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The University of Southampton
Health Sciences

Mental Health: Everybody's Business

Write up of the week’s events

There is no doubt that many people in Portsmouth were talking about mental health last week! It was the week of activities arranged by a group of mental Health Service users and Sandy Walker to celebrate World Mental Health day. The aims of the week were to celebrate service user empowerment in mental health and to bring about a reduction in stigma via education and raising awareness. It all started with a group of volunteers giving out information about the week’s events in the Cascades in Portsmouth. It is most interesting to watch people and there were definitely different sorts of people that came out at different times. The early morning officious types, walking very fast with clear goals in mind, no time to stop. The late morning people with the small children, more relaxed having a look round, a quick chat then off for coffee or to the park. The early afternoon crowd on the way to or back from lunch, still browsing, small children often sleeping now, stopping to chat a bit longer, hmm quite interested. Then the later afternoon crowd, laid back, open, approachable and easy to engage, not worried about the thought of mental health. One very interesting moment for me was when I swapped bunch of flyers for a banana with a guy wearing a monkey suit, he went into the nearest shop then came out, laughing saying 'What are you trying to tell me!?' The flyers had the title 'Mental Health - Everyone's Business' on them and information about the events. No one mentioned anything about him and the leaflets state that it is a 'celebration' of mental health, nothing about mental illness and yet somehow, he had seen something potentially negative in them. That was a really clear example of the kind of ingrained stigma we are dealing with. He was in good spirits and didn't get offended, but it is interesting.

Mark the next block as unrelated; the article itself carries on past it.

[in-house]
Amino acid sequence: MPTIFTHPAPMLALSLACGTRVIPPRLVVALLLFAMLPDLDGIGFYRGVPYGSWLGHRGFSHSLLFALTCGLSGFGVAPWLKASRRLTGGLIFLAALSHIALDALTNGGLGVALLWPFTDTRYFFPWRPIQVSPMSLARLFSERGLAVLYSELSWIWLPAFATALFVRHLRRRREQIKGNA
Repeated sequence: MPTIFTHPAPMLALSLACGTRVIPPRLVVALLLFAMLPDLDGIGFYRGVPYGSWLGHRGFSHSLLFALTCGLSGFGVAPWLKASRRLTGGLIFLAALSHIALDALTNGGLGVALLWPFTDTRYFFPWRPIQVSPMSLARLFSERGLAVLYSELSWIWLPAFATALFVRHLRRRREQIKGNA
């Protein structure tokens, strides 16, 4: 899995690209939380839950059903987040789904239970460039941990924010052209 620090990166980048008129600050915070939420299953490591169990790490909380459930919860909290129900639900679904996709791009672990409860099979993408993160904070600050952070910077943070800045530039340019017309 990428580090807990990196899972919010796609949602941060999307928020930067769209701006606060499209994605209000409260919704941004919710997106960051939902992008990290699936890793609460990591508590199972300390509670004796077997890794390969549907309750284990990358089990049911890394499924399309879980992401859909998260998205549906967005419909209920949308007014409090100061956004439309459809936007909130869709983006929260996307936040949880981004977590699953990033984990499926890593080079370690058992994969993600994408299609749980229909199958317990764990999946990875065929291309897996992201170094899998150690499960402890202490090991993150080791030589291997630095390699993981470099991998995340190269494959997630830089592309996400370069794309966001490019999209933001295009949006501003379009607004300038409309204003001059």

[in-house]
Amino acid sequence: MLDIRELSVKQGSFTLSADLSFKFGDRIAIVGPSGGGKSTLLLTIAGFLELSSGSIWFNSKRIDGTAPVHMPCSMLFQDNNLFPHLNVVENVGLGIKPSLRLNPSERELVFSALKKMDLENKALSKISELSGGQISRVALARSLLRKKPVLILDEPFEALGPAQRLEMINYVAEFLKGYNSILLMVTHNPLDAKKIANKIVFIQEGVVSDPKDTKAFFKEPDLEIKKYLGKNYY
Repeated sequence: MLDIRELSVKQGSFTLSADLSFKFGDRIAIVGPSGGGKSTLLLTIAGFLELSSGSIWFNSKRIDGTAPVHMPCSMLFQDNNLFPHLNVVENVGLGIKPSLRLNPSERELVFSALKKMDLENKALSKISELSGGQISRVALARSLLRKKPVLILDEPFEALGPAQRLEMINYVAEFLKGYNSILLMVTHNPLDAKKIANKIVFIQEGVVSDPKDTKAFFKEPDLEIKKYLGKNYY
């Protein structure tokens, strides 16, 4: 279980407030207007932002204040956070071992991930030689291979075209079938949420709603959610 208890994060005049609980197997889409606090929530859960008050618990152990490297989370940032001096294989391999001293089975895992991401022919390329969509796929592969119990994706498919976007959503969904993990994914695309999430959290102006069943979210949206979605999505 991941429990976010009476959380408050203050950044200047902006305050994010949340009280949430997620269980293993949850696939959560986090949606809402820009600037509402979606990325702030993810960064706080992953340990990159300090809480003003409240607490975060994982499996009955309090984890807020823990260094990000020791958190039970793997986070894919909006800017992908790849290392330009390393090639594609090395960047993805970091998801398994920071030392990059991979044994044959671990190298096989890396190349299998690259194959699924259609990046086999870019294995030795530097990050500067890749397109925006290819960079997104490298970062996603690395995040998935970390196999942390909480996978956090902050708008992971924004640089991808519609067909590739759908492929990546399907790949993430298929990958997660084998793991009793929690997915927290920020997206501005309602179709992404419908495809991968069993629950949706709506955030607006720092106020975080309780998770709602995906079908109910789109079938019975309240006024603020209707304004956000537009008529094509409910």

The Tongues and Grooves event oh, it was so wonderful! I have never been so nervous as I was waiting to see if enough people would turn up and hoping that everyone would have a good time. I needn't have worried. There were plenty of audience and so many talented people who shared not only their poems or songs, but also their experiences with mental health over the years. The whole evening was really humbling and I was close to tears many times as well as roaring with laughter at others. Wendy French, our featured poet was truly fabulous, sharing some poems written by young people with mental health problems that she has worked with over the years. It was a really moving, sometimes disturbing, but realistic look at mental health and still uplifting. Splendid!

The conference was really well attended, a combination of students, service-users, academics, professionals and members of the public were in the audience. Will Slocombe our keynote speaker who is writing the book ‘Bordering on Bedlam’, delivered a really interesting and thought provoking talk about the history of insanity and how that relates to Borderline Personality Disorder. The three workshops